EXT2 File System in Unix/Linux: Extensions of File System Project

The simple EXT2 file system uses 1 KB block size and has only 1 disk block group. It can be extended easily as follows.

  • Multiple groups: The size of group descriptor is 32 bytes. With 1 KB block size, a block may contain 1024/32 = 32 group descriptors. With 32 groups, the file system size can be extended to 32*8 = 256 MB.
  • 4 KB block size: With 4 KB block size and only one group, the file system size would be 4*8 = 32 MB. With one group descriptor block, the file system may have 128 groups, which extend the file system size to 128*32 = 4GB. With 2 group descriptor blocks, the file system size would be 8GB, etc. Most of the extensions are straightforward, which are suitable topics for programming projects.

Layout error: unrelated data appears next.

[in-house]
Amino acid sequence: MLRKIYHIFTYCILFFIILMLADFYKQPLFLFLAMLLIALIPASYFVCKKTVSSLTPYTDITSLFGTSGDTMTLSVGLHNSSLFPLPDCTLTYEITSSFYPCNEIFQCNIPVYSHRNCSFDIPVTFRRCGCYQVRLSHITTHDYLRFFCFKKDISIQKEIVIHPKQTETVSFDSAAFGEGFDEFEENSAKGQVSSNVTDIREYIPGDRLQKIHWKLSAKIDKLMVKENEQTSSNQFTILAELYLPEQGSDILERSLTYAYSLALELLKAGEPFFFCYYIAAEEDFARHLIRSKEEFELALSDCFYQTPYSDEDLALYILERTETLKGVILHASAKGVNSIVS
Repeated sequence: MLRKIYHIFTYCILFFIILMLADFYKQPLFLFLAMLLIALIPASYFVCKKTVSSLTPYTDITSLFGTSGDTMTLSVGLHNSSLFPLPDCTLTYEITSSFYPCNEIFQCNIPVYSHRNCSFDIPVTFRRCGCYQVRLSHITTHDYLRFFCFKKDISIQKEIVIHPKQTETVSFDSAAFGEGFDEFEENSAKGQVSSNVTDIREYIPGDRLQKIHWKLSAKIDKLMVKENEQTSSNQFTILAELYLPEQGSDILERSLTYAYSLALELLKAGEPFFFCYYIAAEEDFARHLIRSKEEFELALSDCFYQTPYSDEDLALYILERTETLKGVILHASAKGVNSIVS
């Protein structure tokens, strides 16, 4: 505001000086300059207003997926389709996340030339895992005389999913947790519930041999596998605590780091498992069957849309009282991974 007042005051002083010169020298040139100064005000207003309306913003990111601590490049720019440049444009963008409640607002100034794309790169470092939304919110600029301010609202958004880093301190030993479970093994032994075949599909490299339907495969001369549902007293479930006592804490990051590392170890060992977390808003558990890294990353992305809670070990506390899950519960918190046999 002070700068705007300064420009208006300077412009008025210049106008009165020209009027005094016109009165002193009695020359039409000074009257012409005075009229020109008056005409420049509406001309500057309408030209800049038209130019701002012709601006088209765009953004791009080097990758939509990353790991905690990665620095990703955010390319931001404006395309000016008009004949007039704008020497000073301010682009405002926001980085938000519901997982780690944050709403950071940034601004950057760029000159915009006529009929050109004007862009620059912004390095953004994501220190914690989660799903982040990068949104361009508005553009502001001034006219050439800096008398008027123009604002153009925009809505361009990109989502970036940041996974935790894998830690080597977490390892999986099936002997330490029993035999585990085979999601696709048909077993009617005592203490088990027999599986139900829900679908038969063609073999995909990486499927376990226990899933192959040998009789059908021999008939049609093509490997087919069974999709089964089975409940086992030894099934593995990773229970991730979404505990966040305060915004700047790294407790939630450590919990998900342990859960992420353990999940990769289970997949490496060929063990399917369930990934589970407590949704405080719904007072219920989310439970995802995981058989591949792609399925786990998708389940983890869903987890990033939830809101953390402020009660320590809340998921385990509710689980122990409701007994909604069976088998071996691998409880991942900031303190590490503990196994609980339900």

• Pipe files: It’s possible to implement pipes as regular files, which obey the read/write protocol of pipes. The advantages of this scheme are: it unifies pipes and file inodes and it allows named pipes, which can be used by unrelated processes. In order to support fast read/write operations, pipe contents should be in memory, such as a RAMdisk. If desired, the reader may implement named pipes as FIFO files.
  • I/O Buffering: In the Programming Project, every disk block is read in or written out directly. This would incur too much physical disk I/O operations. For better efficiency, a real file system usually uses a set of I/O buffers as a cache memory for disk blocks. File system I/O buffering is covered in Chap. 12, but it may be incorporated into the file system project.

Source: Wang K.C. (2018), Systems Programming in Unix/Linux, Springer; 1st ed. 2018 edition.

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